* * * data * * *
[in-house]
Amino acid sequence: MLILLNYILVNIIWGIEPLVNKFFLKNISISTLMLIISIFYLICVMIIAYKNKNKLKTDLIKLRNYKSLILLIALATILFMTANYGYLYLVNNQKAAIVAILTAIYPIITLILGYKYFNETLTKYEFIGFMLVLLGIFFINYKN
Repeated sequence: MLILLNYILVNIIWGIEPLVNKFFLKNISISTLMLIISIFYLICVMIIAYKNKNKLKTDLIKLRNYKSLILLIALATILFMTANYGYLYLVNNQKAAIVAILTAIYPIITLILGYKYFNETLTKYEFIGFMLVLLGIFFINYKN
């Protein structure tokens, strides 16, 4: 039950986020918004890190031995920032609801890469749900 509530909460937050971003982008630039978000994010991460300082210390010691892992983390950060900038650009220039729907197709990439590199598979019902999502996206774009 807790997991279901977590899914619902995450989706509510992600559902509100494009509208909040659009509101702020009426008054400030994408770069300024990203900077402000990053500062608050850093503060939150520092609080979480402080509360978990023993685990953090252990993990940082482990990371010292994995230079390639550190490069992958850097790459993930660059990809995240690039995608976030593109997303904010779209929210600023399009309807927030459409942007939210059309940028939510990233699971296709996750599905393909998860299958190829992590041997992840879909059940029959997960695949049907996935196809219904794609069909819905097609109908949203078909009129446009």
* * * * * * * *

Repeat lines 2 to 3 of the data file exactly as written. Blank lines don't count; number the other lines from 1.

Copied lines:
Amino acid sequence: MLILLNYILVNIIWGIEPLVNKFFLKNISISTLMLIISIFYLICVMIIAYKNKNKLKTDLIKLRNYKSLILLIALATILFMTANYGYLYLVNNQKAAIVAILTAIYPIITLILGYKYFNETLTKYEFIGFMLVLLGIFFINYKN
Repeated sequence: MLILLNYILVNIIWGIEPLVNKFFLKNISISTLMLIISIFYLICVMIIAYKNKNKLKTDLIKLRNYKSLILLIALATILFMTANYGYLYLVNNQKAAIVAILTAIYPIITLILGYKYFNETLTKYEFIGFMLVLLGIFFINYKN